According to "Basic Nutrition and Diet Therapy" by Staci Nix, "Low levels of Omega-3 and Omega-6 fatty acids are linked to hair loss, low blood platelets, impaired vision, altered mental states, learning problems, and growth retardation in children."
So essentially, there's a reason these two fats are known as essential. If we have a deficit, multiple bodily processes, including those required for the brain, central nervous system and cell membrane functions, will be slowed down, or halted.
There's more to it than just that, though. Clinical trials (some preliminary) have been done suggesting the effectiveness of Omega-3 supplementation on: cancer prevention, cardiovascular disease prevention, reducing risk of stroke, brain/cognitive function, arthritis, immune function and possibly some psychiatric disorders. If anyone would like medical journal references, see contact information at the bottom of this article.
There are several ways to not meet your daily minimum quota for fat intake. If you're malnourished, for instance, eating food that is not necessarily nutrient dense, then you could be missing out on your essential fatty acids in addition to other important vitamins and minerals.
Along the same lines, there's orthorexia (an eating disorder summarized by obsession with clean eating, or phobia of eating foods that are "impure" or "unhealthy"—fat is often seen as impure) and anorexia (an extremely restrictive eating disorder—chances are, an anorexic is not meeting his/her daily requirement of any macronutrient, let alone essential fatty acids).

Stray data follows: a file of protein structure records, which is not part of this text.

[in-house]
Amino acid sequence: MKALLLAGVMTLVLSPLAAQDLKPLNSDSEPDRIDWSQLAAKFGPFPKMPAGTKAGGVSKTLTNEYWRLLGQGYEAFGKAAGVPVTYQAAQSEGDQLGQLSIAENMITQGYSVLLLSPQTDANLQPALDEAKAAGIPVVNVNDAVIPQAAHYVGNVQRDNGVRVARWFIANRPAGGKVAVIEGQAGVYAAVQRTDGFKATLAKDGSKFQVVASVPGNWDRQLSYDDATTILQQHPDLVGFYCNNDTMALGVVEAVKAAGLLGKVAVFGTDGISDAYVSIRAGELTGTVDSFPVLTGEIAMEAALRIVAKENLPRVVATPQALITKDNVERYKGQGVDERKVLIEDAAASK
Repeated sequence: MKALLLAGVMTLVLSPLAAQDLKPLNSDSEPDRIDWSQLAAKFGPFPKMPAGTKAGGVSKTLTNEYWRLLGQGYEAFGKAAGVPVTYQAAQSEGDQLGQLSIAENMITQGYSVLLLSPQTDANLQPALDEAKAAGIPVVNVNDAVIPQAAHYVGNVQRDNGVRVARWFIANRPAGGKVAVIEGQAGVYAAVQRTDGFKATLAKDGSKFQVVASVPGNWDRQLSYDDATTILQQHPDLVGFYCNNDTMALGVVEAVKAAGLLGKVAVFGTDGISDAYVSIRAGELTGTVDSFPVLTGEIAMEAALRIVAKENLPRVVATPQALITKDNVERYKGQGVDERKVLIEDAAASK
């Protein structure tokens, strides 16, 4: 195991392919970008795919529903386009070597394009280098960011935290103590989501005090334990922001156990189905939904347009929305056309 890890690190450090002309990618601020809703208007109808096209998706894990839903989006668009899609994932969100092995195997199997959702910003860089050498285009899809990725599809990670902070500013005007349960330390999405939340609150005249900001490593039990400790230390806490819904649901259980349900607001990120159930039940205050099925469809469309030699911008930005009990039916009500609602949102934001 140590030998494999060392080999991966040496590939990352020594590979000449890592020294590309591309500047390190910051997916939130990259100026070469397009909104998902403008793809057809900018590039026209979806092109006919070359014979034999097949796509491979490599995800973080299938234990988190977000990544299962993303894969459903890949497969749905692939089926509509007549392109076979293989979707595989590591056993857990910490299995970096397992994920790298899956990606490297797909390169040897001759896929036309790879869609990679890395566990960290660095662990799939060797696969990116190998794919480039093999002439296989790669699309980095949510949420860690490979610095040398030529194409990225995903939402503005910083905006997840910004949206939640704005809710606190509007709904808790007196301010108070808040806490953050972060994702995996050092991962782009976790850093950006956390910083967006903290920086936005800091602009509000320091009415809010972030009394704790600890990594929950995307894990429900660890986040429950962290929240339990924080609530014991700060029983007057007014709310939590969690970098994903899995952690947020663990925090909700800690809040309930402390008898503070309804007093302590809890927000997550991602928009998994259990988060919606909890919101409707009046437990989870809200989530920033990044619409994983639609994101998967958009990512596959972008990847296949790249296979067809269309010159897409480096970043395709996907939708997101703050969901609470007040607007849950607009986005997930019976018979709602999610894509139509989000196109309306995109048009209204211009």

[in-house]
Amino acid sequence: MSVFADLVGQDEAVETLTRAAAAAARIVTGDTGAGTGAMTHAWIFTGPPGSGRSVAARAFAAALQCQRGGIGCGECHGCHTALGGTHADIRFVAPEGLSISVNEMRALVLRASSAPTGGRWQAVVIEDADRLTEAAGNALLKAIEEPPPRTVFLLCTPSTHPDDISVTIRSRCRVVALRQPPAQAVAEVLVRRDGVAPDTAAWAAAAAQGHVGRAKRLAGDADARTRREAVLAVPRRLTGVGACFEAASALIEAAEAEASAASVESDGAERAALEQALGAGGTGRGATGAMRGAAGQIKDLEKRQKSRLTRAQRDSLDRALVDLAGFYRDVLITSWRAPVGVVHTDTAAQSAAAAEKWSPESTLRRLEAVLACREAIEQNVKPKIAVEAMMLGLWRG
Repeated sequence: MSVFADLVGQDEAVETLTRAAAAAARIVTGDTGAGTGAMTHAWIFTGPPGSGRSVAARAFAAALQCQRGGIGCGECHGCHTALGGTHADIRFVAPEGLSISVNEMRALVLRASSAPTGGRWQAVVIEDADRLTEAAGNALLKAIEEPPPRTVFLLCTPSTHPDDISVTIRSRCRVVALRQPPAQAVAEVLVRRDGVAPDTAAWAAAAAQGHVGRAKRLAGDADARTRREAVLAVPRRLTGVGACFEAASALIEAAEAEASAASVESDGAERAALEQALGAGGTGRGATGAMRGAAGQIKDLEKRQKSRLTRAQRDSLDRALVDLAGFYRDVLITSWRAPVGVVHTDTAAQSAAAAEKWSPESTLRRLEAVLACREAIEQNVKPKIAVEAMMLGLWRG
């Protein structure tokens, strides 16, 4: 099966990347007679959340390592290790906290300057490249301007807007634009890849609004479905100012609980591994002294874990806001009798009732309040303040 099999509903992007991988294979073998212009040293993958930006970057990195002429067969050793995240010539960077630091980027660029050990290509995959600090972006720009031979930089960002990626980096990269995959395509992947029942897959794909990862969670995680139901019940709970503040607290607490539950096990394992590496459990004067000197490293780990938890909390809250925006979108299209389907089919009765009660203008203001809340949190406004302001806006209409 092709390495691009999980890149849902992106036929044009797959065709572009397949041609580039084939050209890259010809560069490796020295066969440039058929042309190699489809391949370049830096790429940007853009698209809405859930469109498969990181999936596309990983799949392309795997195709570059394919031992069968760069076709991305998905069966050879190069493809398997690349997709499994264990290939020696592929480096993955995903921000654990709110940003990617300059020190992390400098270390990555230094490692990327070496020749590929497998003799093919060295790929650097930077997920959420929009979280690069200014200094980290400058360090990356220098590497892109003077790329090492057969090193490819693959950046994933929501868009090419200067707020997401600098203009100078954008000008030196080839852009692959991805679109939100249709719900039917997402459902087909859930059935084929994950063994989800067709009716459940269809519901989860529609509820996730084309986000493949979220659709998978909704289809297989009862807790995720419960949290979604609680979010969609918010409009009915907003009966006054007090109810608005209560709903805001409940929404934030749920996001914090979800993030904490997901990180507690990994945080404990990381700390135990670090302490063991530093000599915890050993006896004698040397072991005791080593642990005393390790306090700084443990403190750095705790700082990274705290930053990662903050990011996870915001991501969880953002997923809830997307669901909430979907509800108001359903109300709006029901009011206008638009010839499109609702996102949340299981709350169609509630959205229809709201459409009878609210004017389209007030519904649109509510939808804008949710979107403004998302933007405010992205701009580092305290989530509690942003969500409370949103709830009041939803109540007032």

So make sure that your contest prep diet isn't too restrictive to the point where you've cut out all semblances of fats.
Wow! Fats Are Important! How Do I Get More?
There are several different sources of Omega-3 fatty acids; for example, soybean, canola and flaxseed (or chia) oil are all known as "botanical" sources of fat because they come from plants. However, there are also "animal" sources. The most widely available source of EPA and DHA is cold water, oily fish such as herring, mackerel, salmon, and sardines.
If you don't like fish, you can also try grass fed beef (which has a lower ratio of Omega-6: Omega-3—this is a good thing), eggs (look for ones that are Omega-3/DHA enhanced), and some types of milk and cheese.